Ruben Ochoa

“Dislocated Masses”

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Susanne Vielmetter Los Angeles Projects is pleased to announce the opening of Ruben Ochoa’s solo exhibition, “Dislocated Masses,” on November 9, 2013. A continuation of Ochoa’s interest in the poetic potential of vernacular materials and urban signifiers, “Dislocated Masses” is composed of three distinct groups of work. “Extruded Masses,” large, columnar cast-dirt and concrete sculptures; “Overturned Foundations,” wall-mounted grids of concrete and earth; and “Negatives,” a series of cross-sectional paintings of the earth beneath concrete sidewalks or foundations on raw linen. The paintings emphasize Ochoa’s interest in formalism and his exploration of the vocabulary of minimal, post-minimal, and land art.

Each series of work is a material permutation of Ochoa’s interest in volumetric space, relative space, and figure-ground relationships. In Gallery 1 a trio of “Extruded Masses,” large vertical sculptures that appear as though the concrete floor of the gallery has been pulled up, bringing all the dirt and sub-strata with it, will dominate the space. These sculptures invert Carl Andre’s statement that each of his floor pieces was, in a sense, a column: “Each one, like any area on the surface of the earth, supports a column of air…in a sense, that might represent a column. It’s not an idea, it’s a sense of something you know, a demarked place.”[1] Instead of merely implying the extension of the floor into the air, Ochoa’s “Extruded Masses” physically present the extension of the floor into the earth, and the earth into the sky.

In Gallery 2, Ochoa’s “Overturned Foundations,” begin to transform this investigation of space into two dimensions. The grids of extracted cement foundations, or rather sculptures that are made to resemble extracted cement foundations, climb the gallery walls in regular geometric patterns. Like the “Extruded Masses,” these wall-mounted sculptures transform our relationship to the ground beneath our feet, and also to the ground (or in this case wall) on which they stand. Both sets of sculptural objects delineate space not by containing a specific area, but through their relationship to the other objects—gallery visitors, floor, walls, lights, ceiling beams, and other sculptures—that occupy the space. This relational delineation of space articulates Liebniz’s theory, popular with social geographers, that space exists in the relationship between objects, an idea that resonates within Ochoa’s choice of materials. These concrete and dirt objects are inextricably tied to the urban environment, a built space where movement and the potential for interaction is almost entirely determined by the relationships between objects.

Finally, as one enters Gallery 3 the transition to two-dimensions is completed with a series of paintings that manage to simultaneously reference Malevich’s “Black Square,” Luciano Fontana’s Slashed Canvases, and Michael Heizer’s “Double Negative.” Rendered on small areas of large, untreated linen, the paintings, like Ochoa’s sculptures, emphasize “inappropriate” or unexpected approaches to foundation materials. While the expanses of untreated and unpainted linen assert the flatness of the painting ground, the representation of these cuts in the ground replaces the figure on the surface of the canvas with an illusion of what might lie beyond the canvas. Instead of revealing the space behind the surface like Fontana, Ochoa creates an illusion of space beneath a different flat surface illustrating that sidewalks, roads, and foundations are only as ineluctable in their flatness as we build them.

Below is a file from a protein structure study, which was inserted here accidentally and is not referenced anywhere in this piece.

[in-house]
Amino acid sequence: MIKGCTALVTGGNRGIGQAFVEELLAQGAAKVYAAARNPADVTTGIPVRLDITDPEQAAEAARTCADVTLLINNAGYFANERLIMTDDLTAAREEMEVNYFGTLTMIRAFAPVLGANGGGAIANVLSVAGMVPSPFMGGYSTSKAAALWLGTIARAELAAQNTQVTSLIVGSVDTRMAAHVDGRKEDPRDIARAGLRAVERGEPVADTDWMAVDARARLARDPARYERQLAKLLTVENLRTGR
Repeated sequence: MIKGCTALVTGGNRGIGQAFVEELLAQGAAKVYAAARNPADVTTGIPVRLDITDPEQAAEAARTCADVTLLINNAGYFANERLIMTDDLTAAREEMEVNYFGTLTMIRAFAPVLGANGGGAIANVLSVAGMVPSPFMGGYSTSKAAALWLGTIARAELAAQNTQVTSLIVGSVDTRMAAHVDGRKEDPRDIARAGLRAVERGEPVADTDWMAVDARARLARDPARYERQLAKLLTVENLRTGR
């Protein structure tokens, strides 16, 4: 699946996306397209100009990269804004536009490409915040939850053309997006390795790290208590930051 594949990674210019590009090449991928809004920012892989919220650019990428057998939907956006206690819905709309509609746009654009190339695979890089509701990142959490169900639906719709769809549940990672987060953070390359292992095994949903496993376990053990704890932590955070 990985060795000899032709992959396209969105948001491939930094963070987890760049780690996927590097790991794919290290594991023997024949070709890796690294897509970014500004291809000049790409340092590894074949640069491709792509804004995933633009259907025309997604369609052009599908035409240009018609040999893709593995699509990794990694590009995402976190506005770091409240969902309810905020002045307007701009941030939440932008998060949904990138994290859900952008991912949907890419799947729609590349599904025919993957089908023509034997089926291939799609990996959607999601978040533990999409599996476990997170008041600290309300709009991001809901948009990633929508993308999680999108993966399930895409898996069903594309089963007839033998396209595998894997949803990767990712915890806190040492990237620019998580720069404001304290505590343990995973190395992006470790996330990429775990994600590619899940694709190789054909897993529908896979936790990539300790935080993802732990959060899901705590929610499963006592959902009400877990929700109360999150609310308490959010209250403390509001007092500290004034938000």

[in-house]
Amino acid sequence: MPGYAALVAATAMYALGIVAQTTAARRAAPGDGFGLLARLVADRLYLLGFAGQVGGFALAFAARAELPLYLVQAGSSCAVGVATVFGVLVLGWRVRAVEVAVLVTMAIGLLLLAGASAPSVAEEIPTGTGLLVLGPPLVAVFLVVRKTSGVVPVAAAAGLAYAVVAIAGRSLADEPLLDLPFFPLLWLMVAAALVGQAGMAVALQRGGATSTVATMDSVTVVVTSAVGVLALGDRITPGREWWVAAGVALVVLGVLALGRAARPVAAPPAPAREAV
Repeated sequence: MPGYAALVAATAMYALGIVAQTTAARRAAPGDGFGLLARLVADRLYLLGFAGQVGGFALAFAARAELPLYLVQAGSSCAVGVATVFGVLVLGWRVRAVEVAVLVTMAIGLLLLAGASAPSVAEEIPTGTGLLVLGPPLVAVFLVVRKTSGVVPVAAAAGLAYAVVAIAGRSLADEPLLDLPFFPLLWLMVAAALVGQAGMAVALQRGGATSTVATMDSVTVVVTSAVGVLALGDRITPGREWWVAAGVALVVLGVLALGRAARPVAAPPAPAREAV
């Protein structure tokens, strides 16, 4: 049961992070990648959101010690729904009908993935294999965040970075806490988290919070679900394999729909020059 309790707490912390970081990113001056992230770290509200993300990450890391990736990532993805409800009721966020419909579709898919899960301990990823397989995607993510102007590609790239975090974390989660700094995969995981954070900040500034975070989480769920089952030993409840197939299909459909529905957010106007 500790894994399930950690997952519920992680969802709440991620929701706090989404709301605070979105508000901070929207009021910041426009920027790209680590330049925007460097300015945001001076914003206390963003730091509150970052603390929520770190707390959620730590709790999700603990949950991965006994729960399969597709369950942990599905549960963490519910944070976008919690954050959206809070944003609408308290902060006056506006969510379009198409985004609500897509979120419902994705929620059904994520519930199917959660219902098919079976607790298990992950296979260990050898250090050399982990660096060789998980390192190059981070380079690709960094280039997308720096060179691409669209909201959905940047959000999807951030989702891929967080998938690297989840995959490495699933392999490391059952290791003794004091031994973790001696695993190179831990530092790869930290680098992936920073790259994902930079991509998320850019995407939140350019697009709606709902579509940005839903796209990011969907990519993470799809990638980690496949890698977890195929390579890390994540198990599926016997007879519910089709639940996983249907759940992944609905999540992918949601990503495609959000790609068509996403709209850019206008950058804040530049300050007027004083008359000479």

Ruben Ochoa graduated from the University of California, Irvine, with an MFA in 2003. A new monumental sculpture, “Flock in Space,” will be featured in the October 2013 exhibition, “Nasher XCHANGE: 10+ Celebration,” curated by Jeremy Strick at the Nasher Sculpture Center, Dallas, TX. Ochoa will also show work alongside B.J. Vogt for the inaugural exhibition of Duet St. Louis, curated by Daniel McGrath and Dana Turkovic. His work has been featured in solo exhibitions at Locust Projects, Miami, FL; the Museum of Contemporary Art San Diego, CA; at the Charles H. Scott Gallery at Emily Carr University, Vancouver, British Columbia, Canada; and at SITE Santa Fe, Santa Fe, NM. Group exhibitions include “The Artist’s Museum: Los Angeles Artists 1980-2010”, at the Geffen Contemporary, MOCA, Los Angeles; “Lustwarande 2011” at the Fundament Foundation, Tillburg, The Netherlands; “The Future Generation Art Prize @ Venice” Pinchuk Art Centre, Venice, Italy; the 2008 Whitney Biennial, Whitney Museum of American Art, New York, NY; and exhibitions at the Los Angeles County Museum of Art, Los Angeles, CA; Miami Art Museum, Miami, Florida; Instituto Cervantes, Madrid, Spain; Haubrok Foundation, Berlin, Germany; The Center for Contemporary Arts, Tel Aviv, Israel; and the 2004 California Biennial at the Orange County Museum of Art, Newport Beach, CA, among others. He was received a John Simon Guggenheim Memorial Fellowship in 2008 and the Pinchuk Art Centre’s Future Generation Art Prize in Venice, Italy in 2011. In 2014 Ochoa will have a solo exhibition as part of the Wadsworth Atheneum’s prestigious MATRIX program. This is Ochoa’s third solo show with the gallery.

Susanne Vielmetter Los Angeles Projects is located at 6006 Washington Blvd in Culver City, 1 block west of La Cienega at Sentney Avenue. Gallery Hours are Tuesday through Saturday from 10 am - 6 pm and by appointment.

[1] ”Artists talks 1969 – 1977” ed. Peggy Gale, The Press N.S.C.A.D, Nova Scotia, Canada 2004, p. 12